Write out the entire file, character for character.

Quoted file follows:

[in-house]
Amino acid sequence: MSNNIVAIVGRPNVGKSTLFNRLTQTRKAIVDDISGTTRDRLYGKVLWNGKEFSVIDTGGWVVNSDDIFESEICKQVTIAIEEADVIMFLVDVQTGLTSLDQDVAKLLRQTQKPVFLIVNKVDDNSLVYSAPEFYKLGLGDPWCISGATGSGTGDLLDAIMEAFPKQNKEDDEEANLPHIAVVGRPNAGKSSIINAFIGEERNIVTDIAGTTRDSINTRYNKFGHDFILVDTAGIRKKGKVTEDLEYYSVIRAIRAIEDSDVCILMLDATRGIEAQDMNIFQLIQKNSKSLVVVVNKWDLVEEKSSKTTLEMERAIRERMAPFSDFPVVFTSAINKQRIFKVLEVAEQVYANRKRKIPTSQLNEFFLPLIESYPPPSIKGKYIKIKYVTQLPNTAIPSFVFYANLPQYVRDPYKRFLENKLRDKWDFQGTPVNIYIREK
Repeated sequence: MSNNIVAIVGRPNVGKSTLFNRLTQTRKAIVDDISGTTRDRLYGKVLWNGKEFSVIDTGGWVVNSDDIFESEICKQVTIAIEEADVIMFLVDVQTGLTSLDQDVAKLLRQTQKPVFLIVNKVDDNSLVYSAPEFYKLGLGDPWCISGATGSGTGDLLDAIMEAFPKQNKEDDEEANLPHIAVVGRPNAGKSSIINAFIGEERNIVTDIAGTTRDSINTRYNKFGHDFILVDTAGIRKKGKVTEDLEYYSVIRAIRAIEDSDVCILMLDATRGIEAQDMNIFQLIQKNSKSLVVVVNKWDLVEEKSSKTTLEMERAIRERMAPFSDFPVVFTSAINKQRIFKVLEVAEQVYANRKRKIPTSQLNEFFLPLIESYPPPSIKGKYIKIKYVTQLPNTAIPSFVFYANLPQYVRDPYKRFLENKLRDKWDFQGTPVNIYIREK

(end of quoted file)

[in-house]
Amino acid sequence: MSNNIVAIVGRPNVGKSTLFNRLTQTRKAIVDDISGTTRDRLYGKVLWNGKEFSVIDTGGWVVNSDDIFESEICKQVTIAIEEADVIMFLVDVQTGLTSLDQDVAKLLRQTQKPVFLIVNKVDDNSLVYSAPEFYKLGLGDPWCISGATGSGTGDLLDAIMEAFPKQNKEDDEEANLPHIAVVGRPNAGKSSIINAFIGEERNIVTDIAGTTRDSINTRYNKFGHDFILVDTAGIRKKGKVTEDLEYYSVIRAIRAIEDSDVCILMLDATRGIEAQDMNIFQLIQKNSKSLVVVVNKWDLVEEKSSKTTLEMERAIRERMAPFSDFPVVFTSAINKQRIFKVLEVAEQVYANRKRKIPTSQLNEFFLPLIESYPPPSIKGKYIKIKYVTQLPNTAIPSFVFYANLPQYVRDPYKRFLENKLRDKWDFQGTPVNIYIREK
Repeated sequence: MSNNIVAIVGRPNVGKSTLFNRLTQTRKAIVDDISGTTRDRLYGKVLWNGKEFSVIDTGGWVVNSDDIFESEICKQVTIAIEEADVIMFLVDVQTGLTSLDQDVAKLLRQTQKPVFLIVNKVDDNSLVYSAPEFYKLGLGDPWCISGATGSGTGDLLDAIMEAFPKQNKEDDEEANLPHIAVVGRPNAGKSSIINAFIGEERNIVTDIAGTTRDSINTRYNKFGHDFILVDTAGIRKKGKVTEDLEYYSVIRAIRAIEDSDVCILMLDATRGIEAQDMNIFQLIQKNSKSLVVVVNKWDLVEEKSSKTTLEMERAIRERMAPFSDFPVVFTSAINKQRIFKVLEVAEQVYANRKRKIPTSQLNEFFLPLIESYPPPSIKGKYIKIKYVTQLPNTAIPSFVFYANLPQYVRDPYKRFLENKLRDKWDFQGTPVNIYIREK